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BY  Stephen Gilboy  ON  11-25-2013 11:07 AM

What is NodeJS?

NodeJS is a platform built on top of Google's V8 engine that is used to build network applications. Using the modules and JavaScript you can create lots of fun stuff for example a web server or a TCP server. Node is event based so you will write asynchronous code to build your application. It is also single threaded which means if you block the thread you block the whole application so you'll only want to use Node for I/O and not CPU heavy applications.

Why use Node?

It is free as in "free beer"! Node is very good at handling a lot of requests. In fact Groupon has recently replaced their Ruby on Rails servers with NodeJS. They are now handling 50,000 requests per minute with less hardware. Also, it is JavaScript so now the frontend developers can help out on server side coding.

Who is using it?

NodeJS is no longer a hipster technology only used by startups. It has a lot of big name companies using it like Groupon, LinkedIn, eBay, The New York Times. Even Wal-Mart uses NodeJS for their mobile applications.

Alright Let's Code!

First go to the NodeJS website and install node, I'll wait.

Installed? Good.

Now lets create a simple web server so fire up your favorite text editor and lets write some JavaScript.

var http = require('http');
var server = http.createServer(function(req, res) {
    res.writeHead(200, { 'content-type' : 'text/plain' });
    res.write('Hello,');
    res.end('World.');
});
server.listen(3000);

The first line of this code you are requiring Node's HTTP module. If you were creating a TCP server you would require 'net'. Next we're creating the server and sending in an anonymous function that creates the response to send to the client. Then tell the server to listen on port 3000.

Now just save that as web.js, or whatever you want to call it, and then open up a terminal, or command prompt, and navigate to the file and write 'node web.js'. If the terminal shows no errors fire up your browser and navigate to localhost:3000.

Fun huh?

ExpressJS

I know what you're thinking and we'll be using the ExpressJS framework to clean up all the request/response stuff. So now we'll create a new file in the same directory as your web.js file and call it 'package.json'. Add the following to package.json

{
 "name": "MyCoolWebApp",
 "version": "0.0.1",
 "private": true,
 "scripts": {
   "start": "node web.js"
 },
"dependencies": {
  "express": "3.4.4"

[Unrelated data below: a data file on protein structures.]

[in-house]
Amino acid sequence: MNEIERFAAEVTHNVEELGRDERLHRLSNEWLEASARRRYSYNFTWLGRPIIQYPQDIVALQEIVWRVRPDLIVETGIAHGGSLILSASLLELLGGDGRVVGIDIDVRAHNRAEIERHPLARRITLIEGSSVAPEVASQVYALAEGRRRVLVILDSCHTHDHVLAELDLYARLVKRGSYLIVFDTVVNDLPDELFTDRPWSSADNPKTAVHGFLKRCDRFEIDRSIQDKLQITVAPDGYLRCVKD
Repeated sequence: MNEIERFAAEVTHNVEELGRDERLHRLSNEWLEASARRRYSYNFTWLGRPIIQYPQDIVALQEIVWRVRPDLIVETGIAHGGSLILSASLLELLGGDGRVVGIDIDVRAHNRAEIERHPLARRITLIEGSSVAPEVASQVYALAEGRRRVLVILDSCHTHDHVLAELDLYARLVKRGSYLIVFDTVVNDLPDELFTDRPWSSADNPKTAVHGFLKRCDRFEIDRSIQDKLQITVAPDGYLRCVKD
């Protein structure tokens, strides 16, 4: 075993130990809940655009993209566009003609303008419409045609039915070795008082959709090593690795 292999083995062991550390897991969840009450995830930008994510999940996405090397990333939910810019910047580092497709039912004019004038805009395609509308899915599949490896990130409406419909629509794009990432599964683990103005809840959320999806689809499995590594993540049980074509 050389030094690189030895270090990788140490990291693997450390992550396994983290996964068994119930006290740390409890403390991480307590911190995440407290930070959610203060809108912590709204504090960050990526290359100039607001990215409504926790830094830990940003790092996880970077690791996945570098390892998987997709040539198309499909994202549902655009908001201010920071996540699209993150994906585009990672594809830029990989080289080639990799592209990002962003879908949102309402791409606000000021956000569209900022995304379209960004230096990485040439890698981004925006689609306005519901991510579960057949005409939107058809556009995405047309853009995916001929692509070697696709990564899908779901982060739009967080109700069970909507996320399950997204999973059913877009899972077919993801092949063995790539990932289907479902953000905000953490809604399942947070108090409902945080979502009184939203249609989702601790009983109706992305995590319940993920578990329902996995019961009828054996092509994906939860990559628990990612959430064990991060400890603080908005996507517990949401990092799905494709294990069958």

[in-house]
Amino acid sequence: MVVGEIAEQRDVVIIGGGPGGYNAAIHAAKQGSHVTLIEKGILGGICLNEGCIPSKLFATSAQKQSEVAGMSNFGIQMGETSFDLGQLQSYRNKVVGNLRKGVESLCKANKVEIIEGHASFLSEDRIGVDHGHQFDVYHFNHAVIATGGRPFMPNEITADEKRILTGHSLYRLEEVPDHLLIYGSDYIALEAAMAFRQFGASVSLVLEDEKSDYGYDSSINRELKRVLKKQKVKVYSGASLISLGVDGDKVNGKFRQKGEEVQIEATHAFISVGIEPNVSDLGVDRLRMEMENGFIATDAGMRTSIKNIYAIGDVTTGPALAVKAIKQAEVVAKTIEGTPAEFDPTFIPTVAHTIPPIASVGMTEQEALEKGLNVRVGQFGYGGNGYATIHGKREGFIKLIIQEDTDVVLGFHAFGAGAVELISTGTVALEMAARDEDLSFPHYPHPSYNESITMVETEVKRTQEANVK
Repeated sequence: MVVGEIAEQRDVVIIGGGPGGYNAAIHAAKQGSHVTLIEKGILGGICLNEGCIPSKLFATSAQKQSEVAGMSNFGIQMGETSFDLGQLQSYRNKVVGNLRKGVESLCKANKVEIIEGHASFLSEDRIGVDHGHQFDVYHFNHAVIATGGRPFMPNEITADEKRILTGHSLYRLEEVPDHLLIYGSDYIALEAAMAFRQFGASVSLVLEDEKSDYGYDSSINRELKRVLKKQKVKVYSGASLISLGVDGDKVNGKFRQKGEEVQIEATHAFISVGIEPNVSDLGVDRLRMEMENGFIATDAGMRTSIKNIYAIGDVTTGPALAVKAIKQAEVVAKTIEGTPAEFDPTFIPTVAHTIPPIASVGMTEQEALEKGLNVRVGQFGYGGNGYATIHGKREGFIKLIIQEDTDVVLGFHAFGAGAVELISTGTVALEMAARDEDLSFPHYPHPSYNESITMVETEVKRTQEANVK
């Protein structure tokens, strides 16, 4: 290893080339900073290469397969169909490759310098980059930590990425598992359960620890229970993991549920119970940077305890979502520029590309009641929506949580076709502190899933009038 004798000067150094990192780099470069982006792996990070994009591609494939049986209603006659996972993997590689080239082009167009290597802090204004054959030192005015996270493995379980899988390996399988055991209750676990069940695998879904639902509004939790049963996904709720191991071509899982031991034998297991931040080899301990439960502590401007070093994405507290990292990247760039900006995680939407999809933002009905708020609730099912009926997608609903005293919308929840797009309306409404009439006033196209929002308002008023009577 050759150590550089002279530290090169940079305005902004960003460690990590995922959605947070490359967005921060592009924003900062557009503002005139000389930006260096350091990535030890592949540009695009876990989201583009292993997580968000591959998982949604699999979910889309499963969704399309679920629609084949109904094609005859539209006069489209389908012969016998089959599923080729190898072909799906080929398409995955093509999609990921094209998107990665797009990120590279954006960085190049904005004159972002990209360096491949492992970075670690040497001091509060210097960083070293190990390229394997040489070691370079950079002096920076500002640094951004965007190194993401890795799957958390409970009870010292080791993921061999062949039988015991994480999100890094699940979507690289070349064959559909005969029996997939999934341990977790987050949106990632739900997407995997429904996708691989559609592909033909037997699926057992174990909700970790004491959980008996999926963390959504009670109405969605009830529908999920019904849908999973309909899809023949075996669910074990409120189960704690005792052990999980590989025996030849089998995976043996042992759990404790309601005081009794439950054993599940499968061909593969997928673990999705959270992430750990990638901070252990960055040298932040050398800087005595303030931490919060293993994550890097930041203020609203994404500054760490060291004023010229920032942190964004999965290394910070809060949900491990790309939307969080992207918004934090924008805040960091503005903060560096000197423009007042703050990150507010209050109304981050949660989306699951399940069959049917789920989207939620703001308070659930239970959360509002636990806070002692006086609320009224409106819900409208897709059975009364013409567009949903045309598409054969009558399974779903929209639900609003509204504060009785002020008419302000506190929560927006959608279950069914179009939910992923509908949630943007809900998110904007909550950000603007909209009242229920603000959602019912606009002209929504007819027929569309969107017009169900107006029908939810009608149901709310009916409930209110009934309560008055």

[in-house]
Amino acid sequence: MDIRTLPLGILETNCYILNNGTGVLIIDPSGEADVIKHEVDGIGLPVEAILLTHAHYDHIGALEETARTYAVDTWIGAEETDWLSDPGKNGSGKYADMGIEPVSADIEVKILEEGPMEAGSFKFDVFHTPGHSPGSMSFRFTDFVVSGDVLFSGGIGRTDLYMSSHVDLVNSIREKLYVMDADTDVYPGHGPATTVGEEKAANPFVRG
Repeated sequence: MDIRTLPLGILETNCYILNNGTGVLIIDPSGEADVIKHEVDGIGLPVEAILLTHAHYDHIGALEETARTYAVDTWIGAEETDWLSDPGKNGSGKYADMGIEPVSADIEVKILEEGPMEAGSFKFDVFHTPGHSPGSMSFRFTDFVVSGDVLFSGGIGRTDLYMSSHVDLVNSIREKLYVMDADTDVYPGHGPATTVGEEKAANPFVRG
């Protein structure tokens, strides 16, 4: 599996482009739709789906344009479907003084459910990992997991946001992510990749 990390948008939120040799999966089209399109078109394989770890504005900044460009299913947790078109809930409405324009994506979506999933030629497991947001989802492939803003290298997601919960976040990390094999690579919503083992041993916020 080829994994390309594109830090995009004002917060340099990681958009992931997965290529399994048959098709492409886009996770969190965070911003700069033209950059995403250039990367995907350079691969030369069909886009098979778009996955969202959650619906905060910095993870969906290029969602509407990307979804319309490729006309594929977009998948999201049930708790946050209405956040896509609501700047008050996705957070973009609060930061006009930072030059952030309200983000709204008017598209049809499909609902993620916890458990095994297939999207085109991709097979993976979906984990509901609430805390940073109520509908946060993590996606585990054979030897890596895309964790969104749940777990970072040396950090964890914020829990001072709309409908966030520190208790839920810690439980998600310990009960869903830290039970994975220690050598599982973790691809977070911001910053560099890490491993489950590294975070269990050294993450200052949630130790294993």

}
}

Once you've saved that go back into your terminal and run the following: 'npm install'. npm is Node's package manager and it'll go out and get us the Express framework. Now lets go back into web.js and write some new code.

var express = require('express');
var app = express();
app.get('/', function(req, res) {
    res.send('Hello, World!');
});
app.listen(3000);

Much nicer. Now instead of specifying the header and all the response write/end stuff we just use the send() method. Express makes handling routes a lot better. The first argument of app.get() is the route.

NOTE: You will need to restart the server after you add code. So if it is running just hit ctrl+c to end it and the 'node web.js' to start it up again.

Lets add a new route:

var express = require('express');
var app = express();
app.get('/', function(req, res) {
    res.send('Hello, World!');
});
app.get('/user', function(req, res) {
    res.send('User page');
});
app.listen(3000);

Cool. Now lets have some MVC route goodness and have our user profile at /user/(username). Add the following:

app.get('/user/:name', function(req, res) {
    if(req.params.name) {
        res.send('Hello ' + req.params.name);
    } else {
        res.send('User Page');
    }
});

Adding :name to our route means we can access whatever is passed there in the req.params object. Now when you navigate to say localhost:3000/user/Gilboy you should see 'Hello Gilboy'.

If we want to use query parameters we can easliy do that. Let's modify the '/user/' route.

app.get('/user', function(req, res) {
    if(req.query.name) {
        res.send('Hello ' + req.query.name);
    } else {
        res.send('User page');
    }
});

Now navigate to localhost:3000/user/?name=Stephen%20Gilboy and you should see 'Hello Stephen Gilboy'.

Wrap It Up

As you can see you can get a web app up and running quickly without having to install Apache or IIS. ExpressJS also has a lot more to it than what we've covered so I highly suggest reading through their documentation. There are a lot more packages for Node which you can find at the NPM Website. Socket.IO is a fun one that you use to create real-time web apps. Draw on a canvas with friends or make a full HTML5/JS game with it.

Hopefully you now have a better understanding of what Node is and why you would want to use it. In future posts I will go more in depth of some of the packages.

Thanks for reading now go make something.

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